‘Rapid, far-reaching and unprecedented changes’ are vital to limit global warming to 1.5°C
The long-awaited Special Report on Global Warming of 1.5°C was approved by the Intergovernmental Panel on Climate Change (IPCC) on Saturday in Korea.
Written by 91 authors from 40 countries, with 133 contributing authors and 1,113 reviewers submitting 42,001 comments, the report is a “final call” on global warming, urging ‘rapid, far-reaching and unprecedented changes in all aspects of society’ in order to stay below 1.5°C.
The aim of the Paris Agreement is to keep global temperature rise this century to “well below two degrees Celsius above pre-industrial levels and to pursue efforts to limit the temperature increase even further to 1.5 degrees Celsius”. The report was created a response to this, seeking to understand the impact of 1.5°C warming compared to 2°C – and it is a grim wake-up call.
By 2100, global sea level rise would be 10cm lower with global warming of 1.5°C compared with 2°C. The likelihood of a sea ice-free Arctic Ocean in summer would be once per century at 1.5°C but at least once per decade with 2°C. Coral reefs would decline by 70-90 per cent at 1.5°C, whereas virtually all would be gone with 2°C warming. Limiting global warming to 1.5°C, compared with 2°C, could reduce the number of people exposed to climate-related risks and susceptible to poverty by up to several hundred million by 2050.
Countries are currently are on track for 3°C of warming by 2100, based on their commitments (called Nationally Determined Contributions) under the Paris Agreement. We are already experiencing 1°C of warming above pre-industrial levels and there is a high degree of confidence that “global warming is likely to reach 1.5°C between 2030-52 if it continues to increase at the current rate”.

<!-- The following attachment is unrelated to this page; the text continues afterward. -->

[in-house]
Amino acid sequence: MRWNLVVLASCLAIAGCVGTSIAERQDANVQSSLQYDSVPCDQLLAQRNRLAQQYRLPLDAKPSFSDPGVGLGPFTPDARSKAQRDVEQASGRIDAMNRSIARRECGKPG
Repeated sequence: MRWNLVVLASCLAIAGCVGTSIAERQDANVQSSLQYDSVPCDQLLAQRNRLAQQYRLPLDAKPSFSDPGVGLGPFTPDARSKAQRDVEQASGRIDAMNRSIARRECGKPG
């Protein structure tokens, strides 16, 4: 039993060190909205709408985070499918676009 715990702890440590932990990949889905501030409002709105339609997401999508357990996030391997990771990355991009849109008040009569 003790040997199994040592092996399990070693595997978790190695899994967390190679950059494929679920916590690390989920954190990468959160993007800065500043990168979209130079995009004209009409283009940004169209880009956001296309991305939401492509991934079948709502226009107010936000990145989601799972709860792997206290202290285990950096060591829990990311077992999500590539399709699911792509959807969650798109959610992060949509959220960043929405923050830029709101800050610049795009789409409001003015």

Limiting global warming to 1.5°C will require a cut in greenhouse gas emissions by about 45 per cent between 2010-30, before then achieving net zero emissions by 2050. According to Jim Skea, Co-Chair of the IPCC Working Group dedicated to climate change mitigation: “Limiting warming to 1.5°C is possible within the laws of chemistry and physics but doing so would require unprecedented changes.”
It will require “rapid and far-reaching” transitions in land, energy, industry, buildings, transport and cities. The report investigates a range of pathways for limiting warming to 1.5°C with limited or no ‘overshoot’ (where temperatures go above 1.5°C but are then bought back down through the use of negative emissions technologies such as carbon capture and storage.)
However, even short overshoot periods could cause irreversible impacts, such as mortality of species and ecosystems. All 1.5°C pathways include the option of CO2 removal measures such as afforestation and/or biomass energy with carbon capture and storage.
All emission pathways compatible with a 50 per cent or higher likelihood of limiting global warming to 1.5°C by 2100 also imply stringent reductions in methane, black carbon and hydrofluorocarbons (HFCs). If these emissions are not significantly reduced, there is a strong likelihood that global temperature will exceed 1.5°C, even with the most stringent CO2 mitigation considered in the report.
Debra Roberts, co-chair of IPCC Working Group II, said: “This report gives policymakers and practitioners the information they need to make decisions that tackle climate change while considering local context and people’s needs. The next few years are probably the most important in our history.”
The report will play a key role at the United Nations Framework Convention on Climate Change conference in December when governments review the Paris Agreement.
EIA will continue to advocate an ambitious phase-down of HFCs while tackling continuing emissions of hydrochlorofluorocarbons (HCFCs) and chlorofluorocarbons (CFCs) – all potent greenhouse gases.
The Kigali Amendment to the Montreal Protocol aims to avoid almost a half a degree of warming through the HFC phase-down – and if there is one thing that the new IPCC report is clear on, it is that half a degree really matters.